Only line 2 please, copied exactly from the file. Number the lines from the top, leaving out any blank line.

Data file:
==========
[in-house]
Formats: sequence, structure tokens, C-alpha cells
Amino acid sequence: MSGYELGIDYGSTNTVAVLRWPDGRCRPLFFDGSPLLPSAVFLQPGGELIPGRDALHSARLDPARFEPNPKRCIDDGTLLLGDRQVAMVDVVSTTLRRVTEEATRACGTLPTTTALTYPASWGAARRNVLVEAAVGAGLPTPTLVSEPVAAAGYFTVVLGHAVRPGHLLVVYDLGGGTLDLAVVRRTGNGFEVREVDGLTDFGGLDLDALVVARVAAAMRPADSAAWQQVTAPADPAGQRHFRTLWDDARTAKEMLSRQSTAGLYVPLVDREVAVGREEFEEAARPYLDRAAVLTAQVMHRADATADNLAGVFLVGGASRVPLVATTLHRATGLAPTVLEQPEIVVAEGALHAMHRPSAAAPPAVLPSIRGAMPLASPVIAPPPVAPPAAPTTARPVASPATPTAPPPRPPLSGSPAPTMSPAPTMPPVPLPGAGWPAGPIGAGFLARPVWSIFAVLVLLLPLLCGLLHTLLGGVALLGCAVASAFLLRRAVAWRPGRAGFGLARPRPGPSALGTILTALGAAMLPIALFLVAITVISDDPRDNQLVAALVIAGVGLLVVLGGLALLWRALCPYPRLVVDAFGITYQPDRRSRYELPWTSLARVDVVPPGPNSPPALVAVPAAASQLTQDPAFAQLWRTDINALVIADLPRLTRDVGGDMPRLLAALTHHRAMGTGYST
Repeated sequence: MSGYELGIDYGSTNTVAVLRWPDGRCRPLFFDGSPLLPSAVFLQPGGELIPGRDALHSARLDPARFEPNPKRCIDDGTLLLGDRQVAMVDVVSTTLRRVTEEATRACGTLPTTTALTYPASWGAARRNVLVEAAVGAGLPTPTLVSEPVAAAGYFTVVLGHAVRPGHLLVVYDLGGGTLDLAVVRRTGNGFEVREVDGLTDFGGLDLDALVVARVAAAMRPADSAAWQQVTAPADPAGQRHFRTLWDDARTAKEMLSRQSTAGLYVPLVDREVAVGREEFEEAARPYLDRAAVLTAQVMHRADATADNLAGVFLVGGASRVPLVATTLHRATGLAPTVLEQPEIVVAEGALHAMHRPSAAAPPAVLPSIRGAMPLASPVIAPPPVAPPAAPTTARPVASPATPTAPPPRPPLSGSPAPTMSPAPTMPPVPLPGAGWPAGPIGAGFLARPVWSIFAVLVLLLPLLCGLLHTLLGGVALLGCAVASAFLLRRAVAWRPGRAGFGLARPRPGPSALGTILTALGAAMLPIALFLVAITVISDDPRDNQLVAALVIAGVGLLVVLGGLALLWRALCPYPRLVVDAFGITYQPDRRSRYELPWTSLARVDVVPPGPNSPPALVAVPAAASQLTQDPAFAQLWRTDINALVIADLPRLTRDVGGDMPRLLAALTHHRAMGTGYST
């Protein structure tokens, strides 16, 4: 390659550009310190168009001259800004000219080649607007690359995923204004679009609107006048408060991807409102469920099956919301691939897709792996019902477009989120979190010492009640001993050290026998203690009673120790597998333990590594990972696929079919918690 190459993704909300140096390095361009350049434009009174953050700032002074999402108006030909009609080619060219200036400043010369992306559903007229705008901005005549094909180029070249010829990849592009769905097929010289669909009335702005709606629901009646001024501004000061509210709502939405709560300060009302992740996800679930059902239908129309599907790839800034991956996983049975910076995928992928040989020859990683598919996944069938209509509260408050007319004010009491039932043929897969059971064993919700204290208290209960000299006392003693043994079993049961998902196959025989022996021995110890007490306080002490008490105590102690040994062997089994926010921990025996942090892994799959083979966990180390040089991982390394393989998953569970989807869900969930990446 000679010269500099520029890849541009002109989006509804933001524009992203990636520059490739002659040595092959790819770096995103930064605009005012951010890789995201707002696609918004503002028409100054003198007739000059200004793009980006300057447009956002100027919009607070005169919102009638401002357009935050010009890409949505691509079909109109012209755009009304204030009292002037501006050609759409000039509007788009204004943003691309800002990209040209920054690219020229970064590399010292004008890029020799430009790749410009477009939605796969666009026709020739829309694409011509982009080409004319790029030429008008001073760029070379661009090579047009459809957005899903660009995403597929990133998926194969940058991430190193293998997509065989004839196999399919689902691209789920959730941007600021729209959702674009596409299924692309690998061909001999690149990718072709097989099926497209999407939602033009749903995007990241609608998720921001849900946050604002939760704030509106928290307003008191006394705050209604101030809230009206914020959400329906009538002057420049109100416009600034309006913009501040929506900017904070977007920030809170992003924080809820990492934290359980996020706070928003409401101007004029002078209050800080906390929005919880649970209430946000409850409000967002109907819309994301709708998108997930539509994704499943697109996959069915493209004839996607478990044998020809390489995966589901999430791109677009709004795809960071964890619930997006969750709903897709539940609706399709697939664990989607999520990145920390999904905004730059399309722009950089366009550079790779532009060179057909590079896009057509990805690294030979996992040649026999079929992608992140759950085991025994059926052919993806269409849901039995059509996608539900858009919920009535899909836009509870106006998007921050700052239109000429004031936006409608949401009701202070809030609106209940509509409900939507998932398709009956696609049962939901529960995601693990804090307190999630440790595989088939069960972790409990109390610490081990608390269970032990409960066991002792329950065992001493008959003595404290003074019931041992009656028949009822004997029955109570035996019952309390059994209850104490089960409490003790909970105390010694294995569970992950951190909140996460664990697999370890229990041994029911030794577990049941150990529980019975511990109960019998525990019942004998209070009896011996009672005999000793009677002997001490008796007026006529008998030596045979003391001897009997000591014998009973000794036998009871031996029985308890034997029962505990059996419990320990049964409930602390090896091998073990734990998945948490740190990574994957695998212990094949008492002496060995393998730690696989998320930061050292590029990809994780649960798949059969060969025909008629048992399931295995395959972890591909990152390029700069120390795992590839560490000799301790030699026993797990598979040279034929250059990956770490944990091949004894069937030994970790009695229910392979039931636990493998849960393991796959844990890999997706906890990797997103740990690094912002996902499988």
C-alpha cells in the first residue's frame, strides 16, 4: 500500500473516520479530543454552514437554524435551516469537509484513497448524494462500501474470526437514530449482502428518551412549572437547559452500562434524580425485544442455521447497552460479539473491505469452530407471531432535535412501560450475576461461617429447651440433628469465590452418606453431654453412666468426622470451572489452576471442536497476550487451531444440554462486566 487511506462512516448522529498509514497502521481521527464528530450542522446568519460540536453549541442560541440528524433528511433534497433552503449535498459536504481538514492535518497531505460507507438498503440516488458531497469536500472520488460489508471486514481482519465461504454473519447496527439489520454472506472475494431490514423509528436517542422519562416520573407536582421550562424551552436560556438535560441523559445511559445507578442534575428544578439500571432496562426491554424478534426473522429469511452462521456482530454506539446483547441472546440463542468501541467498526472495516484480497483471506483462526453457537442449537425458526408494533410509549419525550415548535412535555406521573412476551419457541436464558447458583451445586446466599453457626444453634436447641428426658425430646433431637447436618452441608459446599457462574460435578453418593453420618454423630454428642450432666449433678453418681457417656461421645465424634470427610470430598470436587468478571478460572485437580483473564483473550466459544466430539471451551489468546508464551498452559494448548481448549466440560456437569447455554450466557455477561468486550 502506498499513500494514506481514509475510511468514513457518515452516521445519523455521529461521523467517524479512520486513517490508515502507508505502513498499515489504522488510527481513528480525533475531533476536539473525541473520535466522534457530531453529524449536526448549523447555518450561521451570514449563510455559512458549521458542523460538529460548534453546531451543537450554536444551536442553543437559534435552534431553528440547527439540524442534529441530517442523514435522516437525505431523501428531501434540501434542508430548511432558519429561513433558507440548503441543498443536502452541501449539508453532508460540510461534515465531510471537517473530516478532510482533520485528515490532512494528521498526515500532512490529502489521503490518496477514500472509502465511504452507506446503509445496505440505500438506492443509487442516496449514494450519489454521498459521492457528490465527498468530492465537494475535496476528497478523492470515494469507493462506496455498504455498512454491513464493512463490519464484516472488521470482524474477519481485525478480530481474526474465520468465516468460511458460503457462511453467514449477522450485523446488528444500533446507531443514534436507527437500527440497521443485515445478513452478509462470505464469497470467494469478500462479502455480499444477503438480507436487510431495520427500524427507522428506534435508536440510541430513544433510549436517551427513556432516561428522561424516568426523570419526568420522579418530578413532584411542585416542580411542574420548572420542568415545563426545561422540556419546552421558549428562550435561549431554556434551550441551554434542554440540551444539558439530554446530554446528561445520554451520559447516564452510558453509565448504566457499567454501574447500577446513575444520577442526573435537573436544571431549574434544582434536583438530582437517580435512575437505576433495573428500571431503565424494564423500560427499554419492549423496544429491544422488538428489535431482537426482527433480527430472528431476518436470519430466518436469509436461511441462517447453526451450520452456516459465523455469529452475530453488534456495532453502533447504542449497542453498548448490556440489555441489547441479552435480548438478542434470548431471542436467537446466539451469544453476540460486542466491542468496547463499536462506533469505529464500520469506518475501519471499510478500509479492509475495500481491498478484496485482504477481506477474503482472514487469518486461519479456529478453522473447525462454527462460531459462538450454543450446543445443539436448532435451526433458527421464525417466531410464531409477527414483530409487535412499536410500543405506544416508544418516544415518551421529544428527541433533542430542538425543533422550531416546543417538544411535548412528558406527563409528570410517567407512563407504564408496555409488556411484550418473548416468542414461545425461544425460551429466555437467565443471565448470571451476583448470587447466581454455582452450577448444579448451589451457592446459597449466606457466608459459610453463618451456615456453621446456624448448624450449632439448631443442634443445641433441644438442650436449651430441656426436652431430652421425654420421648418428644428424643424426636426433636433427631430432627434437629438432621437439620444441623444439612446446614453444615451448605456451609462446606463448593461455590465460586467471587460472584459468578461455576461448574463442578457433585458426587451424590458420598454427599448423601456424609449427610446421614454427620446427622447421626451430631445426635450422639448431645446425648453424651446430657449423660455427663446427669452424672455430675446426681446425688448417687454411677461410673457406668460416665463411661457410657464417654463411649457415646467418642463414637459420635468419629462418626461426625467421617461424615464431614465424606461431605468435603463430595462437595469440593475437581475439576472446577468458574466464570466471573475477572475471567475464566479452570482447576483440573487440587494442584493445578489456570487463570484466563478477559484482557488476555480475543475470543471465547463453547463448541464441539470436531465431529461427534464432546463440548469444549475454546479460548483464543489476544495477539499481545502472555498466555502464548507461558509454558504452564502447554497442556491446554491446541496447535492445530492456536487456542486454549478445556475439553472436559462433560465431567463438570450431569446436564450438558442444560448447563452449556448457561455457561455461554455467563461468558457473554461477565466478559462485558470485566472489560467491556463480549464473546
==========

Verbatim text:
Formats: sequence, structure tokens, C-alpha cells